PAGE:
The right to vote and participate in governance is one of the most cherished rights in America. You may have heard people claim that voting is the cornerstone of our democracy or, perhaps that if you don’t vote you don’t have the right to complain. While you actually do have the right to complain whether or not you voted, I do think that voting is an important responsibility of citizenship. It is not a requirement, but it should be considered an obligation.
Voting for a particular candidate or piece of legislation is important, but participating supports the bigger idea as a whole, which is that the will of the people is a driving factor in the success of our country. And it supports the concept of a peaceful and consistent transition of power. Do you realize what an amazing accomplishment that is? Every four years since the Civil War, we check ourselves. We take away power and consider giving it to someone new. We limit our own authority by cycling through public servants because we know that absolute power corrupts absolutely.
But the fact is that not everyone participates. For the past three decades, voters have been disproportionately older, of higher income, and more partisan in their interests, and gaps in voter turnout impact policy decisions. For example, just last year, 52 percent of eligible voters who earned more than $150,000 per year participated and only about 25 percent of eligible voters earned less than $10,000. And 18 to 24 year olds vote at considerably lower rates than those who are over 65.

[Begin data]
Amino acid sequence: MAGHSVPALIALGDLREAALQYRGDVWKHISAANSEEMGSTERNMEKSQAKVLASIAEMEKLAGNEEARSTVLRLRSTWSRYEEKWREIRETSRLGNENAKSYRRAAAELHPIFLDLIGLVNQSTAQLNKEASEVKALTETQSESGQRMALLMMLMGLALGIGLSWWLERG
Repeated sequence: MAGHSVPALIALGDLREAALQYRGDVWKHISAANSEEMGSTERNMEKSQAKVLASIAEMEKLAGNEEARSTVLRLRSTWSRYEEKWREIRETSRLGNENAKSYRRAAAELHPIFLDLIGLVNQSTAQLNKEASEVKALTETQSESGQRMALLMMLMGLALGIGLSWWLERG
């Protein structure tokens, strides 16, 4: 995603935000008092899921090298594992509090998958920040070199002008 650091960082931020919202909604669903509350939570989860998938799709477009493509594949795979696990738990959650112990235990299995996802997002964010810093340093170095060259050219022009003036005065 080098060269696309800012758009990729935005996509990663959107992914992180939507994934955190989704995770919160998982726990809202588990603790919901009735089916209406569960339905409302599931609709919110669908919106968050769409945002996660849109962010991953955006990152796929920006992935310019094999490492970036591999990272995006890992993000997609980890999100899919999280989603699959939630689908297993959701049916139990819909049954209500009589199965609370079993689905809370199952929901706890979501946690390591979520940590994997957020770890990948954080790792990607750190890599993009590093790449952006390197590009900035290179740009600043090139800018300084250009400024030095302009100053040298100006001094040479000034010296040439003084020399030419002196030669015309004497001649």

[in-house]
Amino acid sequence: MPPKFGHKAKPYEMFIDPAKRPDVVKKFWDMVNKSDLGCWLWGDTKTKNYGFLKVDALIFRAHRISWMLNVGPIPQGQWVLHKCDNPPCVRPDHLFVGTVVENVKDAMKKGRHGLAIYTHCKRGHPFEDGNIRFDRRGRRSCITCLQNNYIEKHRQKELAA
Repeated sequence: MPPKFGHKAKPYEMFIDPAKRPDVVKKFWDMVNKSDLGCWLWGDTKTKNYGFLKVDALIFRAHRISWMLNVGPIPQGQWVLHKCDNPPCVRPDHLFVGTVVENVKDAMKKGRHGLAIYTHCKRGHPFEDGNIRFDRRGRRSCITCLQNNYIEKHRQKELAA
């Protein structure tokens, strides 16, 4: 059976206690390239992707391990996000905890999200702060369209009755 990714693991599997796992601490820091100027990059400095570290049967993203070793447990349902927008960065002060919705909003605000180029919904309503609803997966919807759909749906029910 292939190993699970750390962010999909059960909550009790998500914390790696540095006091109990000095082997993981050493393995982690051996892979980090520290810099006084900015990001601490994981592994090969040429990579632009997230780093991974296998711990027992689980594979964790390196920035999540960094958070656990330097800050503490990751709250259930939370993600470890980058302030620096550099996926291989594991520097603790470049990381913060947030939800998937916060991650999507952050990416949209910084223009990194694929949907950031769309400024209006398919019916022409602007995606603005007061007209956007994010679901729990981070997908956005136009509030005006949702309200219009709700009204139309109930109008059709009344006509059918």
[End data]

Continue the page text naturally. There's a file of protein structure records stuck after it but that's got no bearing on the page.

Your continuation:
Research shows that turnout matters for determining how elected officials reflect the will of their constituents. It just makes sense: voter preferences predict political behavior, while nonvoter preferences do not. Politicians know exactly who votes (particularly who votes for them!) and they set their agendas to keep their voters happy. If the voter turnout is lower in a particular demographic, they will naturally pay less attention to that population and their concerns, focusing instead on those who are informed and participating.
Thus, higher voter turnout of the college-aged population can help increase the influence of a younger generation!
Voting is a learned activity. To vote, you need information. At UP, we have VoteUP, a collaborative effort between faculty, staff, and students to coordinate our efforts for voter registration, voter education, and voter mobilization. Our goal this year is to register 800 new voters between Friday, Sept. 2 and Friday, Oct. 14. The Service and Justice Coordinators will be working with the Portland BUS project to accomplish this goal.
Keep an eye out for opportunities to register and to get involved. We will also be hosting a number of educational panels and events related to becoming a more informed voter. We will kick off these efforts with an event celebrating Constitution Day on Tuesday, Sept. 13.
The entire schedule and a number of educational resources can be found at up.edu/voteup.
So, now is the time to get registered, educate yourself on the issues, and get involved!
Jeromy Koffler, Director of Student Activities